When viewing a new home, your first reaction will always be emotional. You'll either love the look and feel of the place and know that it's right for you - or you'll realise within seconds that you want to reverse right back out of the front door.
Once you find the right one, it's time to get into the nitty-gritty: have you explored the local area thoroughly? Have you gone over the house or flat with a fine-toothed comb?
Our rental checklist provides a good round-up of all the things you need to consider while looking the place over - and there's a handy printable version too, so you can tick everything off as you go round.
First up, check out the exterior
Is the outside of the property in good condition?
Is the property secure - including windows and external doors? Have you checked the quality of the locks?
Is there an entry-phone system and burglar alarm? And has it ever been burgled or damaged?
Is there a garden?
What is the aspect of the front and/or back garden (is it south-facing to catch the rays?)?
Who is responsible for maintaining the garden?
What is the state of the garage, shed and/or other outbuildings?
Is there a driveway or off-street parking? Is a permit required?
Are there any potential nuisances or red flags - passing traffic noise, a nearby nightclub, exposure to flash flooding?
Next up, take a good look at the interior:
Are the windows single, double or triple-glazed?
Do the downstairs windows have locks?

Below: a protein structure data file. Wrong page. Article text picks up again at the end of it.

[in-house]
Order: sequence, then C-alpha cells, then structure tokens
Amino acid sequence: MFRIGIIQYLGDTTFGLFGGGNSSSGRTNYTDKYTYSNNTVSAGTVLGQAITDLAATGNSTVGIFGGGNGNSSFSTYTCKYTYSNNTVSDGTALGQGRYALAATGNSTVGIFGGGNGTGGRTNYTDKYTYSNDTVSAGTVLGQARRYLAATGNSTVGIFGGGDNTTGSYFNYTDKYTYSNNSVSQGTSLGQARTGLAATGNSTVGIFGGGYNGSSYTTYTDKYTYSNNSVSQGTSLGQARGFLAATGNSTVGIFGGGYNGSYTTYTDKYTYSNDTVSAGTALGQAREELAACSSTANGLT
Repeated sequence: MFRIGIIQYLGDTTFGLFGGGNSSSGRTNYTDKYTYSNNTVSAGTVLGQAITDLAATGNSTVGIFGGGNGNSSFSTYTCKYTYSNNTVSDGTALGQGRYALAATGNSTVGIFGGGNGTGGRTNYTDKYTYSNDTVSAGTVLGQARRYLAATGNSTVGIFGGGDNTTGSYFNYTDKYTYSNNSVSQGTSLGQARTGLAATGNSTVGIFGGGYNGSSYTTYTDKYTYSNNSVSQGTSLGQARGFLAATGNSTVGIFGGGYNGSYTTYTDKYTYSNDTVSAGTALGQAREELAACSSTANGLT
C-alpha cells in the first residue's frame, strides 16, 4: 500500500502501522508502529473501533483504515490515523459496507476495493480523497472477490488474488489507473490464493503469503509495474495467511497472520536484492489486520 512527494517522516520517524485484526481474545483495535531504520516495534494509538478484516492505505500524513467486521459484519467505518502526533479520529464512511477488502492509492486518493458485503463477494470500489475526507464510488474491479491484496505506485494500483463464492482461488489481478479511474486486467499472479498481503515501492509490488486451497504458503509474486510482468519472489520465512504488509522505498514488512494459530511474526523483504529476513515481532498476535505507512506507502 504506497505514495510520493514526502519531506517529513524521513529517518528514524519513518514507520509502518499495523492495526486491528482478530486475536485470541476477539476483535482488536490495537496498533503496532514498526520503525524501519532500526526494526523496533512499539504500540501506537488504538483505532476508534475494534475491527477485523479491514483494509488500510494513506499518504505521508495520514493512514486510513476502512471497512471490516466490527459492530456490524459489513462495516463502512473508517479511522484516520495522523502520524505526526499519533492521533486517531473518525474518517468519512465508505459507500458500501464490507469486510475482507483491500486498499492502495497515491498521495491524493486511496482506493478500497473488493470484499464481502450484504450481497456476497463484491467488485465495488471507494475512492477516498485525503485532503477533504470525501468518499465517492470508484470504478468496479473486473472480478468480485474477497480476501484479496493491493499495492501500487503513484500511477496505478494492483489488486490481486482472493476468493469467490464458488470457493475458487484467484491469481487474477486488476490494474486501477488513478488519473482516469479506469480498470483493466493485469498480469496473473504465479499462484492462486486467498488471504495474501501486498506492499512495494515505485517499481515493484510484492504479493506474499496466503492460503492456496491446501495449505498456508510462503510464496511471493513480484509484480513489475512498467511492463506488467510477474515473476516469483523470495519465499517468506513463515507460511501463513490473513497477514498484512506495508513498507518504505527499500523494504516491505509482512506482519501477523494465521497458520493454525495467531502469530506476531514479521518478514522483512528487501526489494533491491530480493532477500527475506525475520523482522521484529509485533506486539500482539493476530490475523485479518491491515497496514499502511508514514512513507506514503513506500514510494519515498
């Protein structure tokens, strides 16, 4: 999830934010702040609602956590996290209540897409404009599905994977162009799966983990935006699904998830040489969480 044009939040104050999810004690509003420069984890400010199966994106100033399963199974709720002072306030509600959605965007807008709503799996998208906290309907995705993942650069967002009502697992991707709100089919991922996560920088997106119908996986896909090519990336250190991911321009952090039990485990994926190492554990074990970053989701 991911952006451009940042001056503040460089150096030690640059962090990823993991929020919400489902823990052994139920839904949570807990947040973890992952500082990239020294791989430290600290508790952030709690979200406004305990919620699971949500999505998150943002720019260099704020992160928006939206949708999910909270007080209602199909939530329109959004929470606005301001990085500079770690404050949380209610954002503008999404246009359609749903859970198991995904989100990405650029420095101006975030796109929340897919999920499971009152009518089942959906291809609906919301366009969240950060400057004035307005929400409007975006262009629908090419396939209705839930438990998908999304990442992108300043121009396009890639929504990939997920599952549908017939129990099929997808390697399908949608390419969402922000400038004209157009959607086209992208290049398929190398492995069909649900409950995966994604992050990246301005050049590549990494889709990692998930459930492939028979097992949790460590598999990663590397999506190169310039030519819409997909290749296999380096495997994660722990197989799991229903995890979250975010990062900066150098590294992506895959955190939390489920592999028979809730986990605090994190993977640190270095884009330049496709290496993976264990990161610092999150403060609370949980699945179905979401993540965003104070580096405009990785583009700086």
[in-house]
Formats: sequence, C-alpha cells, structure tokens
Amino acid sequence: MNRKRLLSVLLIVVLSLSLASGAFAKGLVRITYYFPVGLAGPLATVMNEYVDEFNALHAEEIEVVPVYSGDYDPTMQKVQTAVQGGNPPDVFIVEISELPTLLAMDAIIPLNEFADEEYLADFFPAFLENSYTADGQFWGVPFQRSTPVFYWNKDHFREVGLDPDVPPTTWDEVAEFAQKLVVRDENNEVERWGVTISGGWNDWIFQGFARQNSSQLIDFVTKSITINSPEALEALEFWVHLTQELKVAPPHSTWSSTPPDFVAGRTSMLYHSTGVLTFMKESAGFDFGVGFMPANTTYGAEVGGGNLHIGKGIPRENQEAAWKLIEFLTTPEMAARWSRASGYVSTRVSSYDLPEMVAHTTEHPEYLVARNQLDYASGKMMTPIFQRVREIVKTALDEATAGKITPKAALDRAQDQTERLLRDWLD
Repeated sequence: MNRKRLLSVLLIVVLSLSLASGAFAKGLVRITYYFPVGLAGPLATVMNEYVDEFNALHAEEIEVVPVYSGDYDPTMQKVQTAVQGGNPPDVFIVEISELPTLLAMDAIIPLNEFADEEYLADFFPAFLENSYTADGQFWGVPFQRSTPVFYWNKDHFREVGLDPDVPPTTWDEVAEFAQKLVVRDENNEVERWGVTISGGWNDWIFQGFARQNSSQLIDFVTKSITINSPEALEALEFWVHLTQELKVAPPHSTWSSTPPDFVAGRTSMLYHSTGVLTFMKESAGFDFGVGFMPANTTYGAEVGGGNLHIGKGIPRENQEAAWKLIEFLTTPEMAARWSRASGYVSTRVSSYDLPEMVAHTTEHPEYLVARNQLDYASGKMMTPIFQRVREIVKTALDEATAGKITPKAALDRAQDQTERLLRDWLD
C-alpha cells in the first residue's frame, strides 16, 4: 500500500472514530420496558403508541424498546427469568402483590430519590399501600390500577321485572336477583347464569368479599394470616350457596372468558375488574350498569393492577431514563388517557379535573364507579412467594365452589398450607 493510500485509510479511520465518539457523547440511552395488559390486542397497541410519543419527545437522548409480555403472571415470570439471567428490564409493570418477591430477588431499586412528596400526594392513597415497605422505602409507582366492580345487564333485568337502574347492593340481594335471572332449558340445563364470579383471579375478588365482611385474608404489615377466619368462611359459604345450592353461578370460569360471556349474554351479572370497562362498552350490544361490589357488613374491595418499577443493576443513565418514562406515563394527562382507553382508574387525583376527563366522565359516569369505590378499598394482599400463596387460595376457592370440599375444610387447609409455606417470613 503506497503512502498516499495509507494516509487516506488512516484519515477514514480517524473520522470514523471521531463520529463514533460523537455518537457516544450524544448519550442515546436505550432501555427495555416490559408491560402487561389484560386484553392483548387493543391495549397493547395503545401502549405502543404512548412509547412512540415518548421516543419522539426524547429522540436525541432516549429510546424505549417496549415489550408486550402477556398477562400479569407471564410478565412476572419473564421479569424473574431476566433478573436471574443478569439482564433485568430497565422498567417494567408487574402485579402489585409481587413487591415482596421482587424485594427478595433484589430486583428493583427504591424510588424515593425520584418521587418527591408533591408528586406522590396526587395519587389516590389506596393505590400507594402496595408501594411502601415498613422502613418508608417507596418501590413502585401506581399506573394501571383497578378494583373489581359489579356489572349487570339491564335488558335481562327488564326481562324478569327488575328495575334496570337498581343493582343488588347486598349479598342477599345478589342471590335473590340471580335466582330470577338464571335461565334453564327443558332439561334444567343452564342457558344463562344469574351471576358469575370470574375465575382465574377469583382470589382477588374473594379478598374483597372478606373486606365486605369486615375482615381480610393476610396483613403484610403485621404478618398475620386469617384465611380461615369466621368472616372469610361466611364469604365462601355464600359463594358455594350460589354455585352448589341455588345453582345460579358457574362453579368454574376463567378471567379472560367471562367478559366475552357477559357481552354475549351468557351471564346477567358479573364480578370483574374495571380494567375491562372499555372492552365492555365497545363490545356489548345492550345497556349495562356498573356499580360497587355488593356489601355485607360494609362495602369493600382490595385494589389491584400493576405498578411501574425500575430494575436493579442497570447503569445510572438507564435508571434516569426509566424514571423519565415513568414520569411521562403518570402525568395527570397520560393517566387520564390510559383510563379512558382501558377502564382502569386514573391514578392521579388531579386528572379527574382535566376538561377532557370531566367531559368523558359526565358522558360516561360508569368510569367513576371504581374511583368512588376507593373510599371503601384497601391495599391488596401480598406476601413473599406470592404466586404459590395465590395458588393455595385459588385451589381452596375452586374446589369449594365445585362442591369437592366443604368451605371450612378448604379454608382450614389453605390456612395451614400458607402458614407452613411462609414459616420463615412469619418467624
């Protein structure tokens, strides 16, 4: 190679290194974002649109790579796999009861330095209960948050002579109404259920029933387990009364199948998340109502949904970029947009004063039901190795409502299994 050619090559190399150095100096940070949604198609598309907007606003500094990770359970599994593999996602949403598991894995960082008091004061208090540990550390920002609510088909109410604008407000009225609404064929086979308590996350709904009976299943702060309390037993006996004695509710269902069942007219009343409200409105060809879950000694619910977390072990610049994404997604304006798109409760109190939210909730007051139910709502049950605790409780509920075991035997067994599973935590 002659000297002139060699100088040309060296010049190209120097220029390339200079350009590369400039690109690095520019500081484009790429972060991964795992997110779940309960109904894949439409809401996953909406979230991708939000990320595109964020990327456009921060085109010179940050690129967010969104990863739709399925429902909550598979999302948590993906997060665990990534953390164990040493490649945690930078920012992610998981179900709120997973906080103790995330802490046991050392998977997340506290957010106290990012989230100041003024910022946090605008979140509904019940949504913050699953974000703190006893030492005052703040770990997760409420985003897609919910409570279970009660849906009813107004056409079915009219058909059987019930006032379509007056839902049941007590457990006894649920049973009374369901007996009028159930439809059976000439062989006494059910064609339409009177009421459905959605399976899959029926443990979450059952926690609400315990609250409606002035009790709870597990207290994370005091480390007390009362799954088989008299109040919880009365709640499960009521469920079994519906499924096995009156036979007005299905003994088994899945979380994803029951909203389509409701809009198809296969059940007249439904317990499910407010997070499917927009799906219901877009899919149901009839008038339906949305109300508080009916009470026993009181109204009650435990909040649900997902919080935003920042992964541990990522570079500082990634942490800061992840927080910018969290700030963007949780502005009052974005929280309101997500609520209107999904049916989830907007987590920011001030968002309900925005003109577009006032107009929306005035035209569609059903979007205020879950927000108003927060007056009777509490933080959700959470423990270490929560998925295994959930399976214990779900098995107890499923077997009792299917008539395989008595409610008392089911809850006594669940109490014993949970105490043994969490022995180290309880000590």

What is the condition of the window frames?
Is there enough storage space?
Is there central heating? Do the boiler and all the radiators function properly? (It is a legal requirement for landlords to have gas safety certificate in place and all gas appliances must be inspected annually. Does the landlord have their certificate in place and can you see it?)
Is there any sign of dodgy wiring, loose wires or faulty plugs, lights or light switches? (It is a legal requirement for landlords to issue all tenants with an electrical safety certificate and safety checks must be done by a qualified electrician every five years. Does your landlord have one in place for the property and can you see it?)
Does the property have an Energy Performance Certificate in place? All landlords must order an EPC for potential tenants before marketing their properties to let. An EPC includes information about a property’s energy use and typical energy costs. It also contains recommendations about how to reduce energy usage and save money. The certificate assigns the property an energy efficiency rating from A (most efficient) to G (least efficient) and is valid for ten years.
Are there carbon monoxide detectors present? (A carbon monoxide alarm is legally required in any room containing a solid fuel-burning appliance.)
Are there enough smoke alarms and do they work? (Private sector landlords have been legally required to have at least one smoke alarm installed on every storey of their properties since 1 October 2015.)
Is there an easy means of escape in the event of a fire?
Is any furniture unsafe, broken or damaged in any way?
Do the furnishings comply with the latest fire safety regulations (1989 Fire and Furniture Regulations)?